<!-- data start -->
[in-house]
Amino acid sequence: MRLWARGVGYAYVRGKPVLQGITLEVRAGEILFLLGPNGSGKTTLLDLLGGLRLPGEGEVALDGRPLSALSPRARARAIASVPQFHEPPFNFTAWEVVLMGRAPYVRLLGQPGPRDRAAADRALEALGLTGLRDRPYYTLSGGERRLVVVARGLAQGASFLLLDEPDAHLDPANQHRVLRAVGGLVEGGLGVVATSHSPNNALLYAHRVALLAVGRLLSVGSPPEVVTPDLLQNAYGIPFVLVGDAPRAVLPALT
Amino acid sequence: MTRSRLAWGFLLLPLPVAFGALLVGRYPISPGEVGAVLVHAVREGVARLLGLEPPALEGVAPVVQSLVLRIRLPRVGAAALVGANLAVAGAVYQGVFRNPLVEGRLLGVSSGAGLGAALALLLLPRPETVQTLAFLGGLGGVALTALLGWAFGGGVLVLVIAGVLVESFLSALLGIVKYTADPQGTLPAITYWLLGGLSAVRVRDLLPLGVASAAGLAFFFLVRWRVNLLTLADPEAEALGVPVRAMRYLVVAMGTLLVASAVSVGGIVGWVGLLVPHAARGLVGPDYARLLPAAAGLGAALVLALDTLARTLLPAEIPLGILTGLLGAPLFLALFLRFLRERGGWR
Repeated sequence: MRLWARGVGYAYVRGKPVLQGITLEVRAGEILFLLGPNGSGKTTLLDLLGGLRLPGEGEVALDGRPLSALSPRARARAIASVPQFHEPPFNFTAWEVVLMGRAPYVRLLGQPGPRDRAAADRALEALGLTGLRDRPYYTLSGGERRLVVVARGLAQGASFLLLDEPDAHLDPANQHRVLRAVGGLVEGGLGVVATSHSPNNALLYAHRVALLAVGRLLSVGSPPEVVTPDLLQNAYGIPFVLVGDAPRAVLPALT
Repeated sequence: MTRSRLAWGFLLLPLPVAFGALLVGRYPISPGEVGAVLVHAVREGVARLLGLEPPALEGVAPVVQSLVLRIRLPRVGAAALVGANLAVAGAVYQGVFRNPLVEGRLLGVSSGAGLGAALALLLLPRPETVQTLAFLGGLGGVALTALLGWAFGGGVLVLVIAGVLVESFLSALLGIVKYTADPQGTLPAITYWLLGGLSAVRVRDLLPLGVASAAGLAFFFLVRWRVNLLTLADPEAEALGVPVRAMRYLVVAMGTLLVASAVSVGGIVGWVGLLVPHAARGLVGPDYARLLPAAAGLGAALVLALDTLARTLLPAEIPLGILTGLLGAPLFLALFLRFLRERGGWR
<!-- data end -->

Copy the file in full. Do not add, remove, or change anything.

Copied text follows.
[in-house]
Amino acid sequence: MRLWARGVGYAYVRGKPVLQGITLEVRAGEILFLLGPNGSGKTTLLDLLGGLRLPGEGEVALDGRPLSALSPRARARAIASVPQFHEPPFNFTAWEVVLMGRAPYVRLLGQPGPRDRAAADRALEALGLTGLRDRPYYTLSGGERRLVVVARGLAQGASFLLLDEPDAHLDPANQHRVLRAVGGLVEGGLGVVATSHSPNNALLYAHRVALLAVGRLLSVGSPPEVVTPDLLQNAYGIPFVLVGDAPRAVLPALT
Amino acid sequence: MTRSRLAWGFLLLPLPVAFGALLVGRYPISPGEVGAVLVHAVREGVARLLGLEPPALEGVAPVVQSLVLRIRLPRVGAAALVGANLAVAGAVYQGVFRNPLVEGRLLGVSSGAGLGAALALLLLPRPETVQTLAFLGGLGGVALTALLGWAFGGGVLVLVIAGVLVESFLSALLGIVKYTADPQGTLPAITYWLLGGLSAVRVRDLLPLGVASAAGLAFFFLVRWRVNLLTLADPEAEALGVPVRAMRYLVVAMGTLLVASAVSVGGIVGWVGLLVPHAARGLVGPDYARLLPAAAGLGAALVLALDTLARTLLPAEIPLGILTGLLGAPLFLALFLRFLRERGGWR
Repeated sequence: MRLWARGVGYAYVRGKPVLQGITLEVRAGEILFLLGPNGSGKTTLLDLLGGLRLPGEGEVALDGRPLSALSPRARARAIASVPQFHEPPFNFTAWEVVLMGRAPYVRLLGQPGPRDRAAADRALEALGLTGLRDRPYYTLSGGERRLVVVARGLAQGASFLLLDEPDAHLDPANQHRVLRAVGGLVEGGLGVVATSHSPNNALLYAHRVALLAVGRLLSVGSPPEVVTPDLLQNAYGIPFVLVGDAPRAVLPALT
Repeated sequence: MTRSRLAWGFLLLPLPVAFGALLVGRYPISPGEVGAVLVHAVREGVARLLGLEPPALEGVAPVVQSLVLRIRLPRVGAAALVGANLAVAGAVYQGVFRNPLVEGRLLGVSSGAGLGAALALLLLPRPETVQTLAFLGGLGGVALTALLGWAFGGGVLVLVIAGVLVESFLSALLGIVKYTADPQGTLPAITYWLLGGLSAVRVRDLLPLGVASAAGLAFFFLVRWRVNLLTLADPEAEALGVPVRAMRYLVVAMGTLLVASAVSVGGIVGWVGLLVPHAARGLVGPDYARLLPAAAGLGAALVLALDTLARTLLPAEIPLGILTGLLGAPLFLALFLRFLRERGGWR